Looking back

It was no easy task getting hold of a drawing board. ‘They’d simply all been tossed out at some point,’ says Klaus Günther. So the 79-year-old was all the more surprised and delighted when one was set up specially for him in the training room at the Bad Schussenried plant. It was here that one of the first production companies of the Liebherr Group was founded in 1954, and where Günther joined the company as one of its first trainees the following year.

Today, Günther, who once headed the design office, is paying a visit to his former workplace to exchange ideas with the new generation. He has many stories to tell. In his heyday, he had been in charge of coordinating up to 30 design engineers at a time.

The truck mixer has not changed much in terms of its basic design. After all, the physics of mixing are exactly the same.

Klaus Günther

The ink stain as a trademark

Back then, everything revolved around the drawing board. Rulers were attached to the drafting head at the end of a moveable scissor-type drafting machine – exactly like the one in the training room. Günther carefully places his hand on the drafting machine. ‘With this, you could create a precise design on A0 paper with exact angles,’ he says. At that time, the design engineers usually worked standing up. ‘The hallmarks of the design engineers were their ties, their white lab coats and the pens in their front pockets that often left ink stains,’ he recalls with a smile.

By the time he retired in 2001, Günther had witnessed the department’s transformation into the digital age. In the 1990s, the drawing board was gradually replaced by digital design tools. Today, computer-aided design (CAD) allows design engineers to create the most complex blueprints in 3D format, all within the confines of a computer screen – a far cry from the drawing board of the past.

Ideas from the top

Klaus Günther recalls that when they were designing on the drawing board, design engineers always had to have a clear view of the finished product in mind. ‘There was always a moment of truth when we would test the design in the workshop.’

In the early years, the company’s founder played a very hands-on role in coming up with new ideas. ‘Hans Liebherr used to enjoy dropping by the office and saying, “I have an idea.” Then we’d give him a pencil and paper and he’d start drawing,’ recalls Günther.

‘We had some lively debates with him. Many of his ideas were groundbreaking. Some led nowhere, and others were simply too far ahead of their time,’ says Günther. ‘The first hydraulic truck mixer, which we launched at the Hannover trade fair in 1968, was an idea that literally came all the way from the top.’

Topics, that stay current

‘Tradition is very important,’ says Berthold Ruf, who started working as a development engineer for Liebherr Mischtechnik GmbH in 2002, one year after the departure of Klaus Günther. By that time, the drawing board had long been superseded by digital design programmes. The white lab coat and mandatory tie that once comprised the design engineer’s uniform were also long gone.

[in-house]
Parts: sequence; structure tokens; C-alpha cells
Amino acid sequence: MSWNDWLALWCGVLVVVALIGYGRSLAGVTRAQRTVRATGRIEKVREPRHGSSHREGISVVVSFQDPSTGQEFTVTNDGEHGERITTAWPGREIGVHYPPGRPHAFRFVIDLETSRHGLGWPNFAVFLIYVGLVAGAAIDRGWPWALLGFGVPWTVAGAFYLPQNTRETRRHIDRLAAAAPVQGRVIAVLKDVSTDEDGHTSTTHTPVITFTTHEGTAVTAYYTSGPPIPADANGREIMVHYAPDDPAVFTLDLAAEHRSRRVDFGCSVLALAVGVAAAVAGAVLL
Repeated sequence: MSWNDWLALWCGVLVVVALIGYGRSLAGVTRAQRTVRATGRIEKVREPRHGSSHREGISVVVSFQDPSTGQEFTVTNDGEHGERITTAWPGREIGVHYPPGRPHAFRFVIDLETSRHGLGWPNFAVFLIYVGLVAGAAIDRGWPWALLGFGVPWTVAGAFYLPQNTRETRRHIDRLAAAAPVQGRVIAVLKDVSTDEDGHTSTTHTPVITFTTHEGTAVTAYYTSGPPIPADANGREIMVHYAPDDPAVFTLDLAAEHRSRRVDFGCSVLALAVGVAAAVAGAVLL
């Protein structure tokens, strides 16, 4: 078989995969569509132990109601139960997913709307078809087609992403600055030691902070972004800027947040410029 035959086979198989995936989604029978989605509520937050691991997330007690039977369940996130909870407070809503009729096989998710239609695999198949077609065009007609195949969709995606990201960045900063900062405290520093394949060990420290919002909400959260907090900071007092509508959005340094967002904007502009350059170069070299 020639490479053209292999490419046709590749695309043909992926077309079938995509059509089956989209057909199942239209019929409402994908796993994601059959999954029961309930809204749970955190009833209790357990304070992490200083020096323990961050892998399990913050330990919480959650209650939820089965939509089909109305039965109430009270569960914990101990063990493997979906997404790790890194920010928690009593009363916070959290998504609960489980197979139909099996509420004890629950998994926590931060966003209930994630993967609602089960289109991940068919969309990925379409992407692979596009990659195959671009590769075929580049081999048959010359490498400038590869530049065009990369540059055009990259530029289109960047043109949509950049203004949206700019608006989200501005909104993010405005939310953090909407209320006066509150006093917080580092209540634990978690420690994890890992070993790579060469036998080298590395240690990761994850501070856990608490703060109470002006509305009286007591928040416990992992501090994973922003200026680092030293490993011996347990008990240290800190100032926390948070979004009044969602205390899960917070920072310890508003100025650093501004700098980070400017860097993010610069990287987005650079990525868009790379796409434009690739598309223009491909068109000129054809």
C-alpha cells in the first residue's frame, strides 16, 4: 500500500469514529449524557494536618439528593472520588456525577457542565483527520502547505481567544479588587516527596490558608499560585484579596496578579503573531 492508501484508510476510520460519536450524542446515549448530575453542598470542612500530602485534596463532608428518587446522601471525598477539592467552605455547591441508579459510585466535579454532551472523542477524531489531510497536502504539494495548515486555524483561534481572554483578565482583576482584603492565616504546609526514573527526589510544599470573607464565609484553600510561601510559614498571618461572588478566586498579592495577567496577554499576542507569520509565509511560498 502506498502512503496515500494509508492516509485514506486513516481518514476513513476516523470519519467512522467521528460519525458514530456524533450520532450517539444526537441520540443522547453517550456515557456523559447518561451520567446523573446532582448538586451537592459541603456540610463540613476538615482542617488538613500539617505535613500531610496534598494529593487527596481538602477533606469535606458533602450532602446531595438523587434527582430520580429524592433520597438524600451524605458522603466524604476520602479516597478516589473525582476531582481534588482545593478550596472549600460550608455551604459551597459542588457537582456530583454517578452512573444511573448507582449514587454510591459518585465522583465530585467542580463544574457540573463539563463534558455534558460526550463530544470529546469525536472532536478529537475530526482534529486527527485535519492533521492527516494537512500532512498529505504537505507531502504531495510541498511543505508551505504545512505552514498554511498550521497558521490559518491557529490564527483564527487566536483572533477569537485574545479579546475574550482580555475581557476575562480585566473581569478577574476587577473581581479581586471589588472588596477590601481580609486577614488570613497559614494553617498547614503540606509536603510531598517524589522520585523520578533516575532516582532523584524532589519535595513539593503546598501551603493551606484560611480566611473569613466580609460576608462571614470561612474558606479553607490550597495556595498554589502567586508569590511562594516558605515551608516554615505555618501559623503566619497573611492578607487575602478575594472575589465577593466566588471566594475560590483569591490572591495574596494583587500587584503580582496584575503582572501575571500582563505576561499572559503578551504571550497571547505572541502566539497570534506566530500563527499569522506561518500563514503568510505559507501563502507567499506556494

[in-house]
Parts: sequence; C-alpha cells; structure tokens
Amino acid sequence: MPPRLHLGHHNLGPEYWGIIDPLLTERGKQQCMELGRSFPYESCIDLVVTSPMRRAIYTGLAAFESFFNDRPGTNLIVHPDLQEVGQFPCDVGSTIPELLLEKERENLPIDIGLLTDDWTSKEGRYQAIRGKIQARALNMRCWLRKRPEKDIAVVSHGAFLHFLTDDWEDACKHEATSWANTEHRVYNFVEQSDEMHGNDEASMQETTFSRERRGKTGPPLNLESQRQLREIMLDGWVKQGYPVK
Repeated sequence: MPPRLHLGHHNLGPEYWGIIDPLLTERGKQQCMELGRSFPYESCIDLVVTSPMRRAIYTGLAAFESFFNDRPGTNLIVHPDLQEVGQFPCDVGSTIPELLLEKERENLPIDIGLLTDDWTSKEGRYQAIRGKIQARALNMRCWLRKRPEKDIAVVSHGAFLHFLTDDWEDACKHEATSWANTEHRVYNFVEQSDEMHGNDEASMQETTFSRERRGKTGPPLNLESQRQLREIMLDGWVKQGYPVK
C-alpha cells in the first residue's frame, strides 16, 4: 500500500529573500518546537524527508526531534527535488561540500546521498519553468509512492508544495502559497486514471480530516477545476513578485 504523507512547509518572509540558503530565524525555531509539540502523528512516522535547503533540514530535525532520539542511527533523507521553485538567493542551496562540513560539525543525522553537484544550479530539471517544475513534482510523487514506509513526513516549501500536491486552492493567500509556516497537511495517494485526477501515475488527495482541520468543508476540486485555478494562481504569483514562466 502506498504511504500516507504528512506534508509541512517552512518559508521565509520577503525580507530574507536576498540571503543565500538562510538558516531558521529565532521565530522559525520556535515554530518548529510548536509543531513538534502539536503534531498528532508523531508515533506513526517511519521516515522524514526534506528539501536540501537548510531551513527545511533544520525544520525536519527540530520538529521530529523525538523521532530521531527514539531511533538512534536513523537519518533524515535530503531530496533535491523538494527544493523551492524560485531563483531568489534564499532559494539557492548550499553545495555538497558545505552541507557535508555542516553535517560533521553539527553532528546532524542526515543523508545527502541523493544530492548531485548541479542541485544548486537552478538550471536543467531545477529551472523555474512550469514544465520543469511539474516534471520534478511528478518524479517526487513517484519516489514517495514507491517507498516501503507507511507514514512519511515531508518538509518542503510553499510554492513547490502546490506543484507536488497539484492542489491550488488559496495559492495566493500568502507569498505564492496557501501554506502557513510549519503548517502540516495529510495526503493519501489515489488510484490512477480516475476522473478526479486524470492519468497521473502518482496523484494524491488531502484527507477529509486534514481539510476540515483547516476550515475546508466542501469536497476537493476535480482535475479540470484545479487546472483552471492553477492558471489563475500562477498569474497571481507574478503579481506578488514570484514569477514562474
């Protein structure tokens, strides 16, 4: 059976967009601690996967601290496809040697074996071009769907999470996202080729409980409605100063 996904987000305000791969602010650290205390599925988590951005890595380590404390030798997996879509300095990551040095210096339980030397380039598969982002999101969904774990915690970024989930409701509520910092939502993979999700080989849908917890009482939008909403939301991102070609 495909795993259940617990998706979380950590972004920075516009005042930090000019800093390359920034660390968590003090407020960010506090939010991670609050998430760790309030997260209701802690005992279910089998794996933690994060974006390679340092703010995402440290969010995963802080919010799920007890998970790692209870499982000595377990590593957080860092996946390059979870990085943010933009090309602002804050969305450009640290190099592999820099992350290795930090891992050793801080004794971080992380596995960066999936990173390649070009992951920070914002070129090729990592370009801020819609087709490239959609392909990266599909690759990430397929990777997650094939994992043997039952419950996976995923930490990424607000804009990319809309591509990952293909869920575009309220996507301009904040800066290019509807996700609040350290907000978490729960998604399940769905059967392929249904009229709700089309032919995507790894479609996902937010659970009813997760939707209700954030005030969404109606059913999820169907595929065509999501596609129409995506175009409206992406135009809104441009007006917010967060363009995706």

Ruf enjoys talking shop with a design engineer like Günther, who was around in the early days of the company. ‘Even with our latest fifth-generation truck mixers, we’re still dealing with many of the same issues as back then. It’s all about the technicalities of optimising load capacity and axle load distribution, while keeping everything as safe and efficient as possible,’ says Ruf.

‘Of course,’ he adds, ‘we have it a bit easier now than the design engineers did back in the early days. 3D design enables us to integrate more and more parameters, so we can simulate and model different kinds of load distributions and dimensions. This enables us to work more quickly, so we can focus more on the product and development process itself, without being too distracted by technical details.’

Our goal is to lead from the front. At Liebherr, we have the freedom to think differently and try new things.

Berthold Ruf

The founder wishes you ‘All the best’

Electrical drive trains, telemetrics, driver assistance systems, networking and digitisation: ‘The world of truck mixers keeps moving ahead and we’re doing our part to keep the wheels turning,’ Ruf tells his predecessor. So, it’s just a question of more IT specialists then? ‘On the contrary, it still comes down to classic engineering skills. Like when we’re talking about designing steel components to weigh less but still offer the same load-bearing capacity and lifespan.’

And it’s always been that way, as Klaus Günther points out. ‘Every kilo of weight we can save on the truck is an extra kilo that the customer can transport on the road. For them, that’s money in the bank.’

Even though the times and job descriptions have changed, the goals of the design engineers are the same as always. To prove this point, Klaus Günther brought along a promotional postcard from the early days of the company, written to stir up interest among customers for the HTM6 truck mixer. It contained a message that came straight from the top: ‘Discover the HTM6’s many advantages for yourself – and make them all yours. All the best, Hans Liebherr.’

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